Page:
Intraoperative Shallow or Flat Anterior Chamber
During extracapsular cataract extraction (ECCE) or phacoemulsification, the anterior chamber may become shallow because of inadequate infusion, leakage through an oversized incision, external pressure on the globe, “positive vitreous pressure,” fluid misdirection syndrome, suprachoroidal effusion, or suprachoroidal hemorrhage. If the reason for loss of normal chamber depth is not apparent, the surgeon first reduces aspiration, then raises the infusion bottle height, and checks the incision. If the incision is too large, the surgeon may partially suture it in order to keep the chamber formed. External pressure on the globe can be relieved by readjusting the surgical drapes or the eyelid speculum. “Positive vitreous pressure,” or forward displacement of the lens–iris diaphragm, occurs more commonly in patients who are obese or who have thick necks, in patients with pulmonary disease such as chronic obstructive pulmonary disease (COPD), and in patients experiencing a level of anxiety or discomfort that may lead them to squeeze their eyelids or perform a Valsalva maneuver. Placing obese patients in a reverse Trendelenburg position may alleviate the pressure. Intravenous mannitol can be used to reduce the vitreous volume and deepen the anterior chamber in selected cases.
If the reason for the loss of anterior chamber depth or the elevated IOP is unknown, it is important to check the red reflex to evaluate for the possibility of a suprachoroidal hemorrhage or effusion. In these situations, the eye typically becomes very firm, and the patient becomes agitated and reports experiencing pain. The surgeon should immediately close the incisions and confirm the diagnosis by examining the fundus with an indirect ophthalmoscope or fundus lens. If the hemorrhage or effusion is significant, the operation should be postponed until the pressure has decreased. (See the section Suprachoroidal Effusion or Hemorrhage, later in this chapter, and BCSC Section 12, Retina and Vitreous.)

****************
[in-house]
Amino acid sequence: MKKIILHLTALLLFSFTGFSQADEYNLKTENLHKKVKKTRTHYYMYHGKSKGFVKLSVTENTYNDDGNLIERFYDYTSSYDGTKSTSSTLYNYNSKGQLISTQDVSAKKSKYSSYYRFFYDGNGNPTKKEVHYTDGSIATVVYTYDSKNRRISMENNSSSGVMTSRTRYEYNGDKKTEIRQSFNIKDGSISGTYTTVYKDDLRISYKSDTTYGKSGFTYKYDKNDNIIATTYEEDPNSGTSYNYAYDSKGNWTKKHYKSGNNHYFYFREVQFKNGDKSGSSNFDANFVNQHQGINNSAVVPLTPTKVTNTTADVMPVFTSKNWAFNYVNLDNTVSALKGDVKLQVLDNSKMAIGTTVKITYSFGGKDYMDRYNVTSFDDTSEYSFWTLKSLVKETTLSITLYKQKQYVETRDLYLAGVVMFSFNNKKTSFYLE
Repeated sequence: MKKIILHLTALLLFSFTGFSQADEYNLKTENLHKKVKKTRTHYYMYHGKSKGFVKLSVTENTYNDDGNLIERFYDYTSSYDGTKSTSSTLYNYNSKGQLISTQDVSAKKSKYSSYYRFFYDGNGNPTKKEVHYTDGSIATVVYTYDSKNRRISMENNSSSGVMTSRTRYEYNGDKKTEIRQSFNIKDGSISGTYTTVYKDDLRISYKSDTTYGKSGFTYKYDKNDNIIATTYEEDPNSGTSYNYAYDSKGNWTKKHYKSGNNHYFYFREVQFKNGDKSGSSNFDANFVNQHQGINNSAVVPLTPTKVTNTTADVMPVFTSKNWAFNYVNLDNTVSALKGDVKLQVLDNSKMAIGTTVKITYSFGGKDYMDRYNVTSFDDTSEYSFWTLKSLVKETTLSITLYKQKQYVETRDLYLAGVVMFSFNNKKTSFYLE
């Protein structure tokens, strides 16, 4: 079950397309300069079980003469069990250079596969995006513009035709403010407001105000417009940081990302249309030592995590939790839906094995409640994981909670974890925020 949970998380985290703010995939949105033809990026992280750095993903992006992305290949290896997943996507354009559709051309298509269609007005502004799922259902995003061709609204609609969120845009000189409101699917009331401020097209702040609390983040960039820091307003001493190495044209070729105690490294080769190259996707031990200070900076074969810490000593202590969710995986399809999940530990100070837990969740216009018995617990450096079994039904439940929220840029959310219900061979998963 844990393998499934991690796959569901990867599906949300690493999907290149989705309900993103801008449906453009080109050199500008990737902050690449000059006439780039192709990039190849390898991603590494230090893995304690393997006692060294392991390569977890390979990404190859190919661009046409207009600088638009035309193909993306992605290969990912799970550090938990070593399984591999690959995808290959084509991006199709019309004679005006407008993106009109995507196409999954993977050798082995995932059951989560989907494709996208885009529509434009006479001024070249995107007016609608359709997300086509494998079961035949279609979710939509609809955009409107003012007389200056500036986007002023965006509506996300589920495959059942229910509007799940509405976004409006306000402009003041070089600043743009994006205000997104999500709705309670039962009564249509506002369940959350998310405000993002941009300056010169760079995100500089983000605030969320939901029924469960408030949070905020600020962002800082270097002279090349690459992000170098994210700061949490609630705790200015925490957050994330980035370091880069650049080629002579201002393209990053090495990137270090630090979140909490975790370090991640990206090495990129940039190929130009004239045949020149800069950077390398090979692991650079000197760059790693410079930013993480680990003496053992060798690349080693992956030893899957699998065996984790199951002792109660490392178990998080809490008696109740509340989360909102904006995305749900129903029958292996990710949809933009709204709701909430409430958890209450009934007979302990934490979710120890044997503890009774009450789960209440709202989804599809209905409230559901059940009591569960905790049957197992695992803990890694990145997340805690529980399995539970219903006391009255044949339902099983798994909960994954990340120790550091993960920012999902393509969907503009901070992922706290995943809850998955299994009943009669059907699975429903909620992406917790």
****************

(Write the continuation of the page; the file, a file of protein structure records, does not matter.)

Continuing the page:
In posterior fluid misdirection syndrome, irrigation fluid infused into the anterior chamber may be misdirected into the vitreous cavity through intact zonular fibers or through a zonular or capsular tear, causing an increase in the vitreous volume with subsequent forward displacement of the lens and shallowing of the anterior chamber. The fluid may accumulate in the retrolental space or dissect posteriorly along the vitreoretinal interface. If gentle posterior pressure on the lens or reinflation of the capsular bag with OVD does not alleviate the fluid accumulation, an intravenous infusion of mannitol and waiting at least 20 minutes may allow the anterior chamber to deepen. If suprachoroidal effusion or hemorrhage has been ruled out, the surgeon can insert a 20- to 23-gauge needle through the pars plana into the vitreous by direct visualization, gently aspirate fluid vitreous, and deepen the anterior chamber with irrigation fluid or OVD. Alternatively, vitreous aspiration may be performed with a cutting/aspirating pars plana vitrectomy tip inserted through a sclerotomy 3.5 mm behind the limbus, combined with infusion of balanced salt solution or injection of additional OVD into the anterior chamber.
A shallow or flat anterior chamber can also occur postoperatively; see Chapter 11 for further discussion.
Excerpted from BCSC 2020-2021 series: Section 11 - Lens and Cataract. For more information and to purchase the entire series, please visit https://www.aao.org/bcsc.